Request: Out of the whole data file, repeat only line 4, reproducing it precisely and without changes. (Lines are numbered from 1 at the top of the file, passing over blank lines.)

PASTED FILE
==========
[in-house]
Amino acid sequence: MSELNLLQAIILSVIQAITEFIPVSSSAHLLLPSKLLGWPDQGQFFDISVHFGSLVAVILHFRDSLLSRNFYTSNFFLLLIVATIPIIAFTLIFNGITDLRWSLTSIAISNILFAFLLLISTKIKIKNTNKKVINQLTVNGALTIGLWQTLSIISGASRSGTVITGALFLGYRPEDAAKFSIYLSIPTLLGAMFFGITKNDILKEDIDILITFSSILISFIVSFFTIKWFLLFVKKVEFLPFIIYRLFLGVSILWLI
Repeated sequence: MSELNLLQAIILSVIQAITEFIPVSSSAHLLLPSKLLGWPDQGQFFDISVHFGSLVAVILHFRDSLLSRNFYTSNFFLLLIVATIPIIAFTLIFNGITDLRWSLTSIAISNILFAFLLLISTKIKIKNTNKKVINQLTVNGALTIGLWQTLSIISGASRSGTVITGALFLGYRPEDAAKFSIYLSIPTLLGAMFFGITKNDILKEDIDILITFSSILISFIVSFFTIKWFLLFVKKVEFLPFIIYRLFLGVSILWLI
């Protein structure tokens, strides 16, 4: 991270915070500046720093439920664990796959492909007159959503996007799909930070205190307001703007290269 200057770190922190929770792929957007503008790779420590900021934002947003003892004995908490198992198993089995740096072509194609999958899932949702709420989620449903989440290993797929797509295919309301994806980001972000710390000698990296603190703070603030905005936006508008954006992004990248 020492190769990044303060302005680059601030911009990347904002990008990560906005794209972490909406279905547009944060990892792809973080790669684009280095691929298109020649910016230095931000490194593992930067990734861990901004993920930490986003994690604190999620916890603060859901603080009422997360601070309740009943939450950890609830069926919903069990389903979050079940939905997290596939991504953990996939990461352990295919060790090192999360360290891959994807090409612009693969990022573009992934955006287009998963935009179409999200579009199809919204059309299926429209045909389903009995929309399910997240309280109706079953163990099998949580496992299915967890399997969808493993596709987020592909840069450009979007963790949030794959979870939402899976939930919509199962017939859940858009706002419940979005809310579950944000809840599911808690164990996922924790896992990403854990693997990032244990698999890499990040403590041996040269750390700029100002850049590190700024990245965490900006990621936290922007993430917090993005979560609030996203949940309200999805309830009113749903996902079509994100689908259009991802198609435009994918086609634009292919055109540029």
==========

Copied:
């Protein structure tokens, strides 16, 4: 991270915070500046720093439920664990796959492909007159959503996007799909930070205190307001703007290269 200057770190922190929770792929957007503008790779420590900021934002947003003892004995908490198992198993089995740096072509194609999958899932949702709420989620449903989440290993797929797509295919309301994806980001972000710390000698990296603190703070603030905005936006508008954006992004990248 020492190769990044303060302005680059601030911009990347904002990008990560906005794209972490909406279905547009944060990892792809973080790669684009280095691929298109020649910016230095931000490194593992930067990734861990901004993920930490986003994690604190999620916890603060859901603080009422997360601070309740009943939450950890609830069926919903069990389903979050079940939905997290596939991504953990996939990461352990295919060790090192999360360290891959994807090409612009693969990022573009992934955006287009998963935009179409999200579009199809919204059309299926429209045909389903009995929309399910997240309280109706079953163990099998949580496992299915967890399997969808493993596709987020592909840069450009979007963790949030794959979870939402899976939930919509199962017939859940858009706002419940979005809310579950944000809840599911808690164990996922924790896992990403854990693997990032244990698999890499990040403590041996040269750390700029100002850049590190700024990245965490900006990621936290922007993430917090993005979560609030996203949940309200999805309830009113749903996902079509994100689908259009991802198609435009994918086609634009292919055109540029």